WNT Pathway Mutations in Metachronous Oligometastatic Castration-Sensitive Prostate Cancer

Philip Sutera, Matthew P. Deek, Kim Van der Eecken, Amol C. Shetty, Jin Hee Chang, Theresa Hodges, Yang Song, Sofie Verbeke, Jo Van Dorpe, Valérie Fonteyne, Bram De Laere, Mark Mishra, Zaker Rana, Jason Molitoris, Matthew Ferris, Ashley Ross, Edward Schaeffer, Nicholas Roberts, Daniel Y. Song, Theodore DeWeeseKenneth J. Pienta, Emmanuel S. Antonarakis, Piet Ost, Phuoc T. Tran

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Purpose: WNT signaling is a cellular pathway that has been implicated in the development and progression of prostate cancer. Oligometastatic castration-sensitive prostate cancer (omCSPC) represents a unique state of disease in which metastasis-directed therapy (MDT) has demonstrated improvement in progression-free survival. Herein, we investigate the clinical implications of genomic alterations in the WNT signaling cascade in men with omCSPC. Methods and Materials: We performed an international multi-institutional retrospective study of 277 men with metachronous omCSPC who underwent targeted DNA sequencing of their primary/metastatic tumor. Patients were classified by presence or absence of pathogenic WNT pathway mutations (in the genes APC, RNF43, and CTNNB1). Pearson χ2 and Mann-Whitney U tests were used to determine differences in clinical factors between genomic strata. Kaplan-Meier survival curves were generated for radiographic progression-free survival and overall survival, stratified according to WNT pathway mutation status. Results: A pathogenic WNT pathway mutation was detected in 11.2% of patients. Patients with WNT pathway mutations were more likely to have visceral metastases (22.6% vs 2.8%; P < .01) and less likely to have regional lymph node metastases (29.0% vs 50.4%; P = .02). At time of oligometastasis, these patients were treated with MDT alone (33.9%), MDT + limited course of systemic therapy (20.6%), systemic therapy alone (22.4%), or observation (defined as no treatment for ≥6 months after metastatic diagnosis). Multivariable cox regression demonstrated WNT pathway mutations associated with significantly worse overall survival (hazard ratio, 3.87; 95% confidence interval, 1.25-12.00). Conclusions: Somatic WNT pathway alterations are present in approximately 11% of patients with omCSPC and are associated with an increased likelihood of visceral metastases. Although these patients have a worse natural history, they may benefit from MDT.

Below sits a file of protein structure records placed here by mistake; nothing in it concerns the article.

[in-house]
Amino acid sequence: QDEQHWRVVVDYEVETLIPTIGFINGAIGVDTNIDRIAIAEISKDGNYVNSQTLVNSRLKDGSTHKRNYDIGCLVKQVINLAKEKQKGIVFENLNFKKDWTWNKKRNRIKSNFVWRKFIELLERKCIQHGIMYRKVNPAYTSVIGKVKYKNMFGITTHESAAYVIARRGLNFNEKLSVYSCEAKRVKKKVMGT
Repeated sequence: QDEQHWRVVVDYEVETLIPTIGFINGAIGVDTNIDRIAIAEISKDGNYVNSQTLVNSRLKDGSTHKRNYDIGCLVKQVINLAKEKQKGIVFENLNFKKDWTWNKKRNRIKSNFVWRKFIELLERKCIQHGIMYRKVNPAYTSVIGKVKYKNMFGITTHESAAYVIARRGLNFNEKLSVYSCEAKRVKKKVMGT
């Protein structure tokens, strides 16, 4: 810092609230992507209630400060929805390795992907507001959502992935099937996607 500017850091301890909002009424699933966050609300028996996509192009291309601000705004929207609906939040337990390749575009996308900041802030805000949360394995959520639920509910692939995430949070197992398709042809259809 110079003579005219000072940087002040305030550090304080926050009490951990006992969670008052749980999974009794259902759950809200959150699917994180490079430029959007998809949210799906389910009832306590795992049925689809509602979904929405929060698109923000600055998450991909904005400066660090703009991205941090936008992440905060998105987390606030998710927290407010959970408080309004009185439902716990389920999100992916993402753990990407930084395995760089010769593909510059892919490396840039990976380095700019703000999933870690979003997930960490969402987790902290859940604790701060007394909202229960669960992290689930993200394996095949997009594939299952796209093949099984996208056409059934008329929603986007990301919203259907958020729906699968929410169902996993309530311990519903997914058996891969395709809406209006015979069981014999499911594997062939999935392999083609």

Original languageEnglish (US)
Pages (from-to)1095-1101
Number of pages7
JournalInternational Journal of Radiation Oncology Biology Physics
Issue number5
StatePublished - Apr 1 2023

Bibliographical note

Funding Information:
P.T.T. was funded by an anonymous donor, Movember Foundation-Distinguished Gentlemen's Ride-Prostate Cancer Foundation, Babara's Fund, National Capitol Cancer Research Fund, and the National Institutes of Health/National Cancer Institute (U01CA212007, U01CA231776, and U54CA273956) and Department of Defense (W81XWH-21-1-0296), and the STOMP trial was supported by Kom op tegen Kanker, a Belgian nonprofit organization.

Publisher Copyright:
© 2022 Elsevier Inc.

PubMed: MeSH publication types

  • Journal Article
  • Research Support, N.I.H., Extramural
  • Research Support, Non-U.S. Gov't
  • Research Support, U.S. Gov't, Non-P.H.S.


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